Two-and-a-half years on from Jo Cox’s death, Batley is determined not to be divided by the Brexit effect

Sitting on the edge of an historic market place and proudly built with Yorkshire stone, it was once known as Batley Resource Centre.

Saturday, 2nd March 2019, 5:00 am
Jo Cox.

Today, though, this bustling community hub is called Jo Cox House, having been renamed following the murder of Batley & Spen’s Labour MP by a far-right extremist during the run-up to the 2016 EU referendum.

Jo Cox’s death united the country in grief – but there has been no such coming together over Brexit, with the seemingly never-ending controversies and negotiations that have followed the vote leaving Britain a more politically polarised place, according to anti-racism campaign group Hope Not Hate.

So, with just 27 days to go until the UK’s EU departure date, how have the travails of the last two-and-a-half years impacted on Batley, which showed an inspirational strength of spirit and common purpose in the dark days after Jo’s murder?

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Yesterday, on the town’s main shopping street, the Yorkshire Evening Post found frustration at the way the Brexit process has unfolded – but also a determination to build on the legacy of selflessness left by its late MP.

One middle-aged regular at the outdoor market that is held every Friday near Jo Cox House told the YEP that he had voted Leave, partly due to his worries over immigration.

He said: “They should have got [Brexit] sorted out by now and there’s a danger it could divide us, of course there is.

“She’s done her best, Theresa May, I’m not knocking her, but she hasn’t had enough backing [from Parliament]. It’s wrong, what’s gone on.”

Another “fed-up” shopper, a woman in her 70s who lives in nearby Birstall, said she supported Leave in 2016 – and also cast her vote in favour of the UK coming out of what was then known as the Common Market during the referendum of 1975.

She told the YEP: “I thought we’d leave in a couple of months [after the 2016 vote], but two years down the line and we’re in a mess.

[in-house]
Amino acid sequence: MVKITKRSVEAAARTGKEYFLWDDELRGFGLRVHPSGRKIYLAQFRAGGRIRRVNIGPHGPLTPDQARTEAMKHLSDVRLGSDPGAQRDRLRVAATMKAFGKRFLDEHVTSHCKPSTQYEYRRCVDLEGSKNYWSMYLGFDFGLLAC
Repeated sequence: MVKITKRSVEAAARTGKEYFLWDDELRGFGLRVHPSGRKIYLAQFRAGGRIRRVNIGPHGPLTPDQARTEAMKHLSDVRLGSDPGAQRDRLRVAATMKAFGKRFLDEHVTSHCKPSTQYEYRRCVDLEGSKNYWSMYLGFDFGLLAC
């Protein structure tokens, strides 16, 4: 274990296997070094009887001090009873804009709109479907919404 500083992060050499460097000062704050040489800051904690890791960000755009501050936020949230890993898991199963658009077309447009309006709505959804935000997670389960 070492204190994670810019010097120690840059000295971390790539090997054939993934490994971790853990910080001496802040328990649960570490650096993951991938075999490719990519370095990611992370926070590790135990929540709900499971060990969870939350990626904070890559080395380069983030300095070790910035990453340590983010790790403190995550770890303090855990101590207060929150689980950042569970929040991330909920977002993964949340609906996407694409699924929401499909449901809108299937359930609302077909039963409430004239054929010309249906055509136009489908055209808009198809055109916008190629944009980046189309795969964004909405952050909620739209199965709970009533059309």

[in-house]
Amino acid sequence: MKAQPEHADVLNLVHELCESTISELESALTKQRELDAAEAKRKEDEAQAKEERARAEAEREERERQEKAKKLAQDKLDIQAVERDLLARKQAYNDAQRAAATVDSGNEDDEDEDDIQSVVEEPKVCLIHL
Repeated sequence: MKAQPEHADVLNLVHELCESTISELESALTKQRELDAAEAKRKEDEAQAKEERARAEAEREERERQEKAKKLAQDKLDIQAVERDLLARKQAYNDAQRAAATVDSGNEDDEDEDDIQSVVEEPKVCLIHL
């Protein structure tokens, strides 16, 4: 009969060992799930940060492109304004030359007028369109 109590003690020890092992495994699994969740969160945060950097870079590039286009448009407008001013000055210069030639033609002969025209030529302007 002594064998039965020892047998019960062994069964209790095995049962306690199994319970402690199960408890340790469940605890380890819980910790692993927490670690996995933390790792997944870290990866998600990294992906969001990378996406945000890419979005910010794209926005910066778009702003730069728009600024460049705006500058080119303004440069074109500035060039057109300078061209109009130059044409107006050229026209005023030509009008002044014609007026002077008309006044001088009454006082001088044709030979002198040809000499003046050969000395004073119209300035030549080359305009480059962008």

“We can’t let it drive us apart, though – Jo Cox wanted people to come together and that’s what we should do.”

There were also Remain views to be heard, with one man preparing to book a holiday at Althams travel agency on Commercial Street declaring he had been the first person into his local polling station on the day of the 2016 referendum.

He said: “I was surprised when we voted to get out and I still cannot see what the fuss is about. What exactly are we supposed to be gaining?

“I think Theresa May has got to plough on now and finish the job, with all the money that has been spent, but how is it going to affect places like Batley, Morley and Dewsbury?

“There are a lot of bedding companies round here that do business with Europe, what is going to happen to them?”

Worries about the effect of the Brexit debate on the town were also voiced by the Rev Mark Umpleby, associate priest at All Saints Church, known to many as Batley Parish Church.

He told the YEP: “There’s a real need for reconciliation across the country, including Batley, over Brexit and my concern is for the poorest amongst us who may suffer the most.

“Our faith communities and many other groups here in Batley will continue to play our part in this reconciliation.”

Reflecting on Jo’s death and the now-famous message of her maiden Commons speech, the Rev Umpleby added: “Our communities came together in June 2016 and I think our experiences of coming together then will help us as we face the challenges ahead.

“We’ll continue to learn to live well together with those who hold different views to our own and of course remember that, yes, even with Brexit, we have ‘far more in common than that which divides us’.”

Meanwhile, Jo’s sister yesterday spoke of her determination to help people pull together in what she acknowledges are “very divided times”.

Kim Leadbeater says she has no doubt that the issues around Brexit have created challenges for communities across Yorkshire.

But she and her family have not lost faith in the county’s care and compassion, with planning well under way for the third annual Great Get Together nationwide celebration event in memory of her sister.

It takes place this year on the weekend of June 22 and 23, coinciding with the third anniversary of the EU referendum and what would have been Jo’s 45th birthday.

Kim said: “Despite my concerns about the rifts and divisions Brexit has undoubtedly created, since Jo was murdered, in Batley & Spen and across the county I am proud to call home, it has been the ability of most people to put our differences aside and pull together that has enabled me to keep going.

“The people of Yorkshire have shown my family and I that the vast majority of us are caring and compassionate.

“We may disagree on exactly what this looks like but I hope that by listening to each other and trying to understand different points of view we can work together for the greater good.”